Thursday, May 18, 2006

Vacation, Time To Get Away

I'm getting away from it all for a week or so - probably won't even have Web access more than once or twice between now and Memorial Day. So if anybody's reading ;-), don't expect any posting between now and then.

I'm hoping to come back to find Rove's been indicted, but I'm not counting on it. Don't let them sell the Net while I'm gone, OK?

Monday, May 15, 2006

Estate Tax Bullshit

An open letter to Jeffrey Birnbaum, WaPo Columnist ("K Street Confidential"):

In today's column, you claim that auto dealer Jack Fitzgerald's chain of auto dealerships "is too large for him to pass easily to his heirs without their being crushed by the estate tax," and "the estate tax has for years forced owners to sell to corporate giants, which often stifles innovation, expansion and good feelings between workers and their bosses."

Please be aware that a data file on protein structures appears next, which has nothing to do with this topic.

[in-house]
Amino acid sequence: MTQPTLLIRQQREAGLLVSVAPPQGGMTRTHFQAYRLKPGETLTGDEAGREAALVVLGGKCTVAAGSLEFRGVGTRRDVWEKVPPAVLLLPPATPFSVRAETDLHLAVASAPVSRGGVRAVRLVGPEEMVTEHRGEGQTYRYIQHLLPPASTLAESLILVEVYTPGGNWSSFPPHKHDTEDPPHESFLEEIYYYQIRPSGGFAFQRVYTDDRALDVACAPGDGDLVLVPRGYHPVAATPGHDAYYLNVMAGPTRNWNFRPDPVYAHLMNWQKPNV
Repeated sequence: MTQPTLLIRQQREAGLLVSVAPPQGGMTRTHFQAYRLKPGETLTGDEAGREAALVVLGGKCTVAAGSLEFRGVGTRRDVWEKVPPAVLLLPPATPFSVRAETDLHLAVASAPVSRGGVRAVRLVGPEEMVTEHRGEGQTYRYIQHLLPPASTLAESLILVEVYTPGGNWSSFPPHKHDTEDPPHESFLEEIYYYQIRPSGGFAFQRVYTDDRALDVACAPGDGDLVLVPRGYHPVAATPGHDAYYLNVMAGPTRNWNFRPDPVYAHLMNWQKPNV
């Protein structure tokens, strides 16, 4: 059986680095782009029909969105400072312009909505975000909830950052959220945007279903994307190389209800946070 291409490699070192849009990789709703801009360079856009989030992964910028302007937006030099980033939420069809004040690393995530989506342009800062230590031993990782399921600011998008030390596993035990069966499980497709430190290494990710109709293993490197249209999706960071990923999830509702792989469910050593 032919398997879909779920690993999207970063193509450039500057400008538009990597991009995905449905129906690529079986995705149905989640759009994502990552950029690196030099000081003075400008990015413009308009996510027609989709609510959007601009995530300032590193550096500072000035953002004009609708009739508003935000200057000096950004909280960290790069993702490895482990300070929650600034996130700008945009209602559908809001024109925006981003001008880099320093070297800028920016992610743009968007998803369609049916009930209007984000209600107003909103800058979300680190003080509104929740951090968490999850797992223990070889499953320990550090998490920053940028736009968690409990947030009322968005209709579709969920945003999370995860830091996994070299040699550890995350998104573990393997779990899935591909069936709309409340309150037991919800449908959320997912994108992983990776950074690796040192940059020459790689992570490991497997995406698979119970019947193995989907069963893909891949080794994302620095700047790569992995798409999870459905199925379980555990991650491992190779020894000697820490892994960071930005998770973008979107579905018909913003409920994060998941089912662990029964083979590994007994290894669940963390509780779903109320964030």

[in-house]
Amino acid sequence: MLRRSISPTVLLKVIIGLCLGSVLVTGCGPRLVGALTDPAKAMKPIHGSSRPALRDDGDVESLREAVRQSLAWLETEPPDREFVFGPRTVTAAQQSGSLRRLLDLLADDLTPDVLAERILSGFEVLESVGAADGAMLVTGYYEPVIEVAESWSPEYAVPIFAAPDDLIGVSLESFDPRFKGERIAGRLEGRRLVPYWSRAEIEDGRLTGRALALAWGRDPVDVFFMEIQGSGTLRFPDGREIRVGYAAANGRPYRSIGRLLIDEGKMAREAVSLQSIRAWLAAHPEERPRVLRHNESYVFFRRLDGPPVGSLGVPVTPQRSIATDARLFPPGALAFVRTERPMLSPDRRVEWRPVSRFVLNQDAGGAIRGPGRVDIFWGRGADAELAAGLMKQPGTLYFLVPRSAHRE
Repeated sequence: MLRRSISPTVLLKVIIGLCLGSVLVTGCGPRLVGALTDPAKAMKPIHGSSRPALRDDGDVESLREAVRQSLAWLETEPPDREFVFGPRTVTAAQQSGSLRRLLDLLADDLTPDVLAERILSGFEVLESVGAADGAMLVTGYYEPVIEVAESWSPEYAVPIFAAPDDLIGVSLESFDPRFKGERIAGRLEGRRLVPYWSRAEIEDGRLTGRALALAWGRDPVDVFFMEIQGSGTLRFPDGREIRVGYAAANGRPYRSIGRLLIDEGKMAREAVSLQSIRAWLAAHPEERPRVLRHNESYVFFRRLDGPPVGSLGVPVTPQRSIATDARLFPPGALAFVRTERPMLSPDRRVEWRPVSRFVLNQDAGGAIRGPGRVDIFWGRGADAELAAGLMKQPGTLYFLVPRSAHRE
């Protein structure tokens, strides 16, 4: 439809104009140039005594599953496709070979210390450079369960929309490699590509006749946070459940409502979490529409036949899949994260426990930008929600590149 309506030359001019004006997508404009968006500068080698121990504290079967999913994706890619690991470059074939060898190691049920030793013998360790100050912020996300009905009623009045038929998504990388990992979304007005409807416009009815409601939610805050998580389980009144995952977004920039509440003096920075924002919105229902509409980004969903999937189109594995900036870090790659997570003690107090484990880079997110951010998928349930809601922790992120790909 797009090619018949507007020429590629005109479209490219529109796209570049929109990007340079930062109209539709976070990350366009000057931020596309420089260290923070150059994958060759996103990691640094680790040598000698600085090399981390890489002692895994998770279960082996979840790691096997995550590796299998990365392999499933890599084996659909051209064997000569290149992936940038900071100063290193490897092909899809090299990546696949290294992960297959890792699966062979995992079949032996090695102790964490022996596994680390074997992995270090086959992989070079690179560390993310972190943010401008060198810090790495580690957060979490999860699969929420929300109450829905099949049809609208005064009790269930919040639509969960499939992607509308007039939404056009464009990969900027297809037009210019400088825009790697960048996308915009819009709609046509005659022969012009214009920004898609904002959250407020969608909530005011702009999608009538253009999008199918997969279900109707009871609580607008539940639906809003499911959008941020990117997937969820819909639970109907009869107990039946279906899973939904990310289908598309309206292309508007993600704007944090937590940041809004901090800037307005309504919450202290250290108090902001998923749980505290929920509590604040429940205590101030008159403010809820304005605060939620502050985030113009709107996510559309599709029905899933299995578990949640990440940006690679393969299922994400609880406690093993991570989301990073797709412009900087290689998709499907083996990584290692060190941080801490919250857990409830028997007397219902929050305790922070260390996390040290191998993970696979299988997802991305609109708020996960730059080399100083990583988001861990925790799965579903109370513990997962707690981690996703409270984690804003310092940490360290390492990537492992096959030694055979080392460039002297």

You substantiate none of these claims.

First, you fail to mention that the estates of people like Fitzgerald can take up to 15 years to pay off the Federal Estate Tax (FET). In 15 years, a profitable business should be able to pay off the tax out of revenues.

Second, you give no figures to explain just how Fitzgerald's heirs will be forced to sell the business under current law, nor do you even indicate that he provided any such numbers to you.

Third, you don't give any for-instances of private businesses that had to be sold in recent years to pay the FET.

Fourth, you don't substantiate your claims about the adverse effects of sales of private businesses to corporations.